Puerto Rican Bonds Power Hedge Fund Whitebox Advisors’ 2018 Gains

The bonds were a bright spot for Whitebox and other hedge funds in an otherwise dismal year.

San Juan, Puerto Rico. (Xavier Garcia/Bloomberg)

San Juan, Puerto Rico.

(Xavier Garcia/Bloomberg)

A bet on Puerto Rico bonds that doubled last year helped Minneapolis-based Whitebox Advisors gain 2.64 percent in 2018, according to an individual familiar with the results.

In a year when most hedge funds lost money, the $6 billion multistrategy fund made money across all of its strategies, which include municipal bonds, corporate credit, and merger arbitrage.

Whitebox also outperformed its peers: Hedge Fund Research’s event-driven multistrategy index was down 3.26 percent for the year.

Whitebox, whose co-chief investment officers are Robert Vogel and Paul Twitchell, declined to comment.

The hedge fund firm had several winners last year, including a $191.67 million investment in Tesla convertible bonds that it disclosed in its latest 13F filing. The multistrategy fund also did well with the distressed bonds of bankrupt Alpha Resources, which agreed to be bought by Contura in September.


Another driver behind its positive returns was Whitebox’s investment in Puerto Rico’s Cofina bonds. These bonds are secured by a slice of the island’s sales taxes, which rallied last year. They had tanked in 2017 following Hurricane Maria, amid calls for the debt to be canceled.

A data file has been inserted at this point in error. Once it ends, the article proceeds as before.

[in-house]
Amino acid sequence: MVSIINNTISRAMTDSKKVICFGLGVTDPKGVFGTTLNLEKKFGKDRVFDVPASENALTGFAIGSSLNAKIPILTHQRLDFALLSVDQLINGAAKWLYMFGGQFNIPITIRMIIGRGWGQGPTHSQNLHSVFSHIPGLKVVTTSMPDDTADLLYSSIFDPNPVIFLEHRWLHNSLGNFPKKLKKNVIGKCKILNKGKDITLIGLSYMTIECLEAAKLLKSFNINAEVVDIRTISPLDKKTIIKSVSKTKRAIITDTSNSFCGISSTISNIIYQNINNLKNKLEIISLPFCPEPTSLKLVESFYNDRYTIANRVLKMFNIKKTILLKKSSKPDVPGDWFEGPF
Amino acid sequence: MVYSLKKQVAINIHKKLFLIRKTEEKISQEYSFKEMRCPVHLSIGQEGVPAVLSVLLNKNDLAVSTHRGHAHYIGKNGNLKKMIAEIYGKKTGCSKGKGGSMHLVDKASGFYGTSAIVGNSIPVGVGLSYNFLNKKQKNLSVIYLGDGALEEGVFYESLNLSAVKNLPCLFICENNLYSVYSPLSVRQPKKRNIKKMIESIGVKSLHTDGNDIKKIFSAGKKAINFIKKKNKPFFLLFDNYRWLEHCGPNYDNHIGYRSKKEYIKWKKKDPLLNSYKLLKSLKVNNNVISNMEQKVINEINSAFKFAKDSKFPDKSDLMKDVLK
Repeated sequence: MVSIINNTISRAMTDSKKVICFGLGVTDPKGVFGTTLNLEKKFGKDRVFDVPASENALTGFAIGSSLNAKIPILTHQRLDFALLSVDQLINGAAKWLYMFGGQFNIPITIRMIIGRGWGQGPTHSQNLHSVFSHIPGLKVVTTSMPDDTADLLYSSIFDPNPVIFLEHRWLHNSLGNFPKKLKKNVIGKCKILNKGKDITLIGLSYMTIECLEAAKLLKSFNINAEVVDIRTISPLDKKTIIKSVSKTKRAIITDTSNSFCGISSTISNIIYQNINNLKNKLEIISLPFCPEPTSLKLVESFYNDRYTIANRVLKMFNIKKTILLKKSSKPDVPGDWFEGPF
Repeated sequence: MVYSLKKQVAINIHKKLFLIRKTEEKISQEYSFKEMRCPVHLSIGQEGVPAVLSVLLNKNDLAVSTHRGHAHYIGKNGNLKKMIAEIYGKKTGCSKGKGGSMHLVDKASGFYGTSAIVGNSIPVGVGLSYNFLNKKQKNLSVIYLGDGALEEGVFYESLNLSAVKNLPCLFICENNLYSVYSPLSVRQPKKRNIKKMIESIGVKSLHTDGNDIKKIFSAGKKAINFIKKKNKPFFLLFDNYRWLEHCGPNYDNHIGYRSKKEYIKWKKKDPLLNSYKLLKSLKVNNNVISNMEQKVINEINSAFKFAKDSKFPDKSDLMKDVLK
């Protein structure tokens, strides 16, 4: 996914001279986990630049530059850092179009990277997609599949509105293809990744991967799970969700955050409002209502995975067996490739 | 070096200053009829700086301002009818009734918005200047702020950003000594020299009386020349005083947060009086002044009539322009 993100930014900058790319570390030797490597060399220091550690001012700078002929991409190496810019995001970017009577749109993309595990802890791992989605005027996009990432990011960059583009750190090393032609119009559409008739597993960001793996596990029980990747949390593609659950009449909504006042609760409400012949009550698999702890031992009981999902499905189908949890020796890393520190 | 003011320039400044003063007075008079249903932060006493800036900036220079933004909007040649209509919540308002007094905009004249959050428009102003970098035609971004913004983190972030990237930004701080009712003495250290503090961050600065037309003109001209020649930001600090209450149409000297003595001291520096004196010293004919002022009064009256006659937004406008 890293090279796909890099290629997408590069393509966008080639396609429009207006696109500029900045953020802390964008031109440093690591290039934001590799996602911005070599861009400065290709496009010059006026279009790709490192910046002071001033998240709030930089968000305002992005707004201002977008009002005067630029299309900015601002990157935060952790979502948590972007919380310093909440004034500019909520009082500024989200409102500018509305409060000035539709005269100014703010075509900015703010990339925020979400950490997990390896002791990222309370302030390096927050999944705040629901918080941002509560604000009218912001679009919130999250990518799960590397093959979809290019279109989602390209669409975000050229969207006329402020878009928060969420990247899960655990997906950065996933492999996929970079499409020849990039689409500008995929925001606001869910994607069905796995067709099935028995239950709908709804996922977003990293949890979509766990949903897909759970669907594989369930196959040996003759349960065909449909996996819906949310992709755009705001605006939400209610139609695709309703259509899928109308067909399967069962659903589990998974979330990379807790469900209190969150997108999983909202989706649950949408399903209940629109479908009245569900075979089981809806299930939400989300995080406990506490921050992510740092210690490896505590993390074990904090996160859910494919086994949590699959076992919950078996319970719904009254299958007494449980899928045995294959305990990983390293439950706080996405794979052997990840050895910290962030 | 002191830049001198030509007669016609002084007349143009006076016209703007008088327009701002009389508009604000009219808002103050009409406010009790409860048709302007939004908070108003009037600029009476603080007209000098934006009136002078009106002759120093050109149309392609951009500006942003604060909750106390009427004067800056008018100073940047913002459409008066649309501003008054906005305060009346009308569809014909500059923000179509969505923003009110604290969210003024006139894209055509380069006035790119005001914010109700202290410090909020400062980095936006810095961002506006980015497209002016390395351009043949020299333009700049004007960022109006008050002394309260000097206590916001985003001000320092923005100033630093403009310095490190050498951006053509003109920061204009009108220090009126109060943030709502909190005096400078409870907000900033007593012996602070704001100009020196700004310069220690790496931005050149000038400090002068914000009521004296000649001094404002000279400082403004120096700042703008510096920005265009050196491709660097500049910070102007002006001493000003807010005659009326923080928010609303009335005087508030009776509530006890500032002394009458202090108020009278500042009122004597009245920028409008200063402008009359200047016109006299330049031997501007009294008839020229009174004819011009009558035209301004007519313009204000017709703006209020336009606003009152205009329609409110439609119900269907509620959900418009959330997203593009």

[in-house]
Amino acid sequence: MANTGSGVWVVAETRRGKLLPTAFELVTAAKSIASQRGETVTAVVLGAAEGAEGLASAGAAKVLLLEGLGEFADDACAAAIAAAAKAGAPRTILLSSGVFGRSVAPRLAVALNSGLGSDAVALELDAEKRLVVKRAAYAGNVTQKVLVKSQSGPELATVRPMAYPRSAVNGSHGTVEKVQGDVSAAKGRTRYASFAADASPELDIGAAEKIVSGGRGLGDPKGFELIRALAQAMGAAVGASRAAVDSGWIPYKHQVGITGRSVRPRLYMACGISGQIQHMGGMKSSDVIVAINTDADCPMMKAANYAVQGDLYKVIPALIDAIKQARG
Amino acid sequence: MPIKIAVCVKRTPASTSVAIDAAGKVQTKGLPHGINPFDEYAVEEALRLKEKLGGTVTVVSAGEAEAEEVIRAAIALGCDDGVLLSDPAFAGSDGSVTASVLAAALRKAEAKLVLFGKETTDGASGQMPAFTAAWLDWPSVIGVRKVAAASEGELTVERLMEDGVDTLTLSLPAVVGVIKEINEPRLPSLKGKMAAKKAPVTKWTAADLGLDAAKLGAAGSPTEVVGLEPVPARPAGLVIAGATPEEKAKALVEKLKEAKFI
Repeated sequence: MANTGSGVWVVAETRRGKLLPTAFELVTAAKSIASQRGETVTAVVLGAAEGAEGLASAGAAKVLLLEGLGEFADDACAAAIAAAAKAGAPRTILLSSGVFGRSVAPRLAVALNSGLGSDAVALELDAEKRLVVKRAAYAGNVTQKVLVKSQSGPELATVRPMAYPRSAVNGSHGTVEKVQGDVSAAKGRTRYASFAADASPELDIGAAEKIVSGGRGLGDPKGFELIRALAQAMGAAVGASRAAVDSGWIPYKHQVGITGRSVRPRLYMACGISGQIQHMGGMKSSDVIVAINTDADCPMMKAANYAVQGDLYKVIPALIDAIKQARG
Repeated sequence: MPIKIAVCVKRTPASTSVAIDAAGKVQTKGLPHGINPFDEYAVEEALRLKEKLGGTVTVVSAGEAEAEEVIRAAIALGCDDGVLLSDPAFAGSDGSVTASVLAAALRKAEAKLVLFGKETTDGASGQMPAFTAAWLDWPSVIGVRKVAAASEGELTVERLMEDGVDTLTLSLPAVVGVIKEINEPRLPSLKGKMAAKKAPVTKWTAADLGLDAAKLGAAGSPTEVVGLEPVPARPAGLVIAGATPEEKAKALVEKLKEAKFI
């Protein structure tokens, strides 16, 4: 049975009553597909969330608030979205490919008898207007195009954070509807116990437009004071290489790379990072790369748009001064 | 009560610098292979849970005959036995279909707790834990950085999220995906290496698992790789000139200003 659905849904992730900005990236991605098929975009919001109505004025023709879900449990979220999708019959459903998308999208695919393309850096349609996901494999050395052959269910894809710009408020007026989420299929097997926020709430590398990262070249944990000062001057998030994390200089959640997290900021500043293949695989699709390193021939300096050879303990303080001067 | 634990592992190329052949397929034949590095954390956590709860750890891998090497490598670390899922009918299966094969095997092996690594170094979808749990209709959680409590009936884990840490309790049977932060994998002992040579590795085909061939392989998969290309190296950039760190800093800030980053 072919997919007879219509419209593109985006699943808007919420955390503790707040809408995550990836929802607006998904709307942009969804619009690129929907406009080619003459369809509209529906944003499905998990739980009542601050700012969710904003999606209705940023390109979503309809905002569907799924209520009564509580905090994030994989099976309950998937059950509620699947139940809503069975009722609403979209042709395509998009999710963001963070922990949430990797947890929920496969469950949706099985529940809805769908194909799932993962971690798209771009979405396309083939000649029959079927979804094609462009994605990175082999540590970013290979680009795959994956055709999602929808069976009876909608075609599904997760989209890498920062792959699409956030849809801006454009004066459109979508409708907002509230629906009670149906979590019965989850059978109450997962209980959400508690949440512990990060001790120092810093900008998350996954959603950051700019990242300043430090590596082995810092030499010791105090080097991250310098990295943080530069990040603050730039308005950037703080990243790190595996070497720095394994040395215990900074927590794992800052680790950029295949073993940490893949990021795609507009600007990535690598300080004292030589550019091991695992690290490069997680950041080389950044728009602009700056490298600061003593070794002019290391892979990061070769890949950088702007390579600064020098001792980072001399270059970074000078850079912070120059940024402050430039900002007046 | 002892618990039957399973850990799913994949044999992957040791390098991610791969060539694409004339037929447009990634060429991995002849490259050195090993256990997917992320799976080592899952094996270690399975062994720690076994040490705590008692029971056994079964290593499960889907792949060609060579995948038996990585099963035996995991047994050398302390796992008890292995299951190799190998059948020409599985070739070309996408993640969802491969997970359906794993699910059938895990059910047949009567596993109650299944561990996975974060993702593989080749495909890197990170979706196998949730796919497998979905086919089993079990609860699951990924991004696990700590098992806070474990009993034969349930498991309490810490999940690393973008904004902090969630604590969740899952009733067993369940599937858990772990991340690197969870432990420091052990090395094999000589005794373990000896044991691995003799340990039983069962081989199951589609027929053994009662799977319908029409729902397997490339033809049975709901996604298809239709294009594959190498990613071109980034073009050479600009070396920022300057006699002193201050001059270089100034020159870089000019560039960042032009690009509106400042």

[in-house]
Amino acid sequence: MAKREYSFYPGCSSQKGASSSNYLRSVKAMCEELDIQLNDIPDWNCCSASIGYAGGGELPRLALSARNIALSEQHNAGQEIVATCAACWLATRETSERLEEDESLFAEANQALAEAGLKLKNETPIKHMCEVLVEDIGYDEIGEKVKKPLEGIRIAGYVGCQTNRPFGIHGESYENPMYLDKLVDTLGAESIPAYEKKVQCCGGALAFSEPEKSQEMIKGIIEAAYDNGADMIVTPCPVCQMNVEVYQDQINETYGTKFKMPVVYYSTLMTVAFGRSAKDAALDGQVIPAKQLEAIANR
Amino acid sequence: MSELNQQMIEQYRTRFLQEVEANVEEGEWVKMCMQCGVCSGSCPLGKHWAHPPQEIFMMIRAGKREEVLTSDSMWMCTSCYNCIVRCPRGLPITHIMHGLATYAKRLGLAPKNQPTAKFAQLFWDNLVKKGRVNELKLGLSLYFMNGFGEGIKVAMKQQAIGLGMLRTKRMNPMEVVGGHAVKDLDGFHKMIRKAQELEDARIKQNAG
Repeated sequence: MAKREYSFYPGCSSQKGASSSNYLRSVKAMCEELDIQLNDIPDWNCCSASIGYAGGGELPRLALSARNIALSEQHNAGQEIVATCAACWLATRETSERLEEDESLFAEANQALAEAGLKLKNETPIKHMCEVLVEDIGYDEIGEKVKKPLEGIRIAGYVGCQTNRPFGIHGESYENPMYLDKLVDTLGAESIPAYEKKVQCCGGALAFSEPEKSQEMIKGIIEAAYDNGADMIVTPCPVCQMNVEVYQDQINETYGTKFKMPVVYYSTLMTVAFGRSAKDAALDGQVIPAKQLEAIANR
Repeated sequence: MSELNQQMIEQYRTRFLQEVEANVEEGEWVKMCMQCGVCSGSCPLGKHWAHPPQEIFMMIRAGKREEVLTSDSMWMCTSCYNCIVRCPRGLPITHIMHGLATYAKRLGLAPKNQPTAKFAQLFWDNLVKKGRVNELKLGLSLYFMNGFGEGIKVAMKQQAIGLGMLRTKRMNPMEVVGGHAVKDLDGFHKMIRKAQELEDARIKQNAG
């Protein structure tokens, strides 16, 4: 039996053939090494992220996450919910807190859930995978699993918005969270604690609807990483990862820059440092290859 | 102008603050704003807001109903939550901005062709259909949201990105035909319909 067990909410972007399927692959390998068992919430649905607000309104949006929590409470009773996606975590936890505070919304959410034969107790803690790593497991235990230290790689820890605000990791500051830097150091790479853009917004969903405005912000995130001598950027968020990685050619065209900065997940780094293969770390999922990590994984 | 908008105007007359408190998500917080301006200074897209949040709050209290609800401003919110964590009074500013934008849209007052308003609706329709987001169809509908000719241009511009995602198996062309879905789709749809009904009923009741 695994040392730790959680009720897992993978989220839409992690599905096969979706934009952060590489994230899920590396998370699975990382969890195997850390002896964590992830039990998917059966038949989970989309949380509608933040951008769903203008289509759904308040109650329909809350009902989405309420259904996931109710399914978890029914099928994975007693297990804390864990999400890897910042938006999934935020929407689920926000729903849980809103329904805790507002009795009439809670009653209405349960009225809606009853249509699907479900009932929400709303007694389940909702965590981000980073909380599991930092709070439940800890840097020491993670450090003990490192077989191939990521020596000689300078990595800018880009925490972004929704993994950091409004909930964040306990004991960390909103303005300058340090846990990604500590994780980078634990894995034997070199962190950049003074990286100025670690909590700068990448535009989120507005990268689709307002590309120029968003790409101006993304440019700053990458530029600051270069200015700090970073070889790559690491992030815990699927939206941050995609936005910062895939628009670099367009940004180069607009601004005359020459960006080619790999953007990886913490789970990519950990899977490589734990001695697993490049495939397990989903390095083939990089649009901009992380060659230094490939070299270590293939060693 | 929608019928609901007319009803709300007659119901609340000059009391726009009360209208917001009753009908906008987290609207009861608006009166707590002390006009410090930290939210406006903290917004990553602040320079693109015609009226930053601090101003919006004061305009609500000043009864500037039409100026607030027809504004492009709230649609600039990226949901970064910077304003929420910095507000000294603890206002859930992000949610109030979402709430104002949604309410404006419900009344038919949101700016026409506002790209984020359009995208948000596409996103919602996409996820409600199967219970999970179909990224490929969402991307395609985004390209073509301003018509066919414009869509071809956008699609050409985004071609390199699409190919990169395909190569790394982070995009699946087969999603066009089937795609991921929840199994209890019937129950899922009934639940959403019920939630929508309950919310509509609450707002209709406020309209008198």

As of the latest court filing, Whitebox owned $168 million of those bonds, up from $100 million in 2017.

[II Deep Dive: Hedge Funds Are Winning in Puerto Rico]

Last summer, the commonwealth of Puerto Rico reached a deal with Cofina bondholders that would allow the debt holders to claim 53.65 percent of the island’s pledged sales tax revenue, or about 12 percent of the sales tax initially. That would pay for 93 percent of the value of the senior Cofinas, while the subordinated securities would get 56 cents on the dollar. Those bonds had traded in the teens in the throes of the crisis. The senior Cofinas had traded in the low 40s, but doubled last year to about 80 cents on the dollar.

The Cofina deal, which has also won the support of the board overseeing Puerto Rico’s bankruptcy, is expected to be approved by the court this week.

The Puerto Rico bonds turned out to be one the few bright spots for hedge funds in an otherwise pretty dismal 2018. Those with bigger positions did even better: Tilden Park, which has a $757 million Cofina stake, gained 10 percent through November, according to HSBC.

Investors in Puerto Rico’s general obligation bonds also outperformed, including Autonomy Capital, which has the biggest stake in Puerto Rico debt of all the hedge funds – around $1 billion in general obligation bonds. It gained 16.7 percent for the year.

Meanwhile, Monarch Capital’s debt recovery fund gained 5.5 percent, according to HSBC. It held $375 million in general obligation bonds and $396 million in Cofinas, according to the latest court filings.

Autonomy and Tilden Park declined to comment. Monarch did not respond to a request for comment.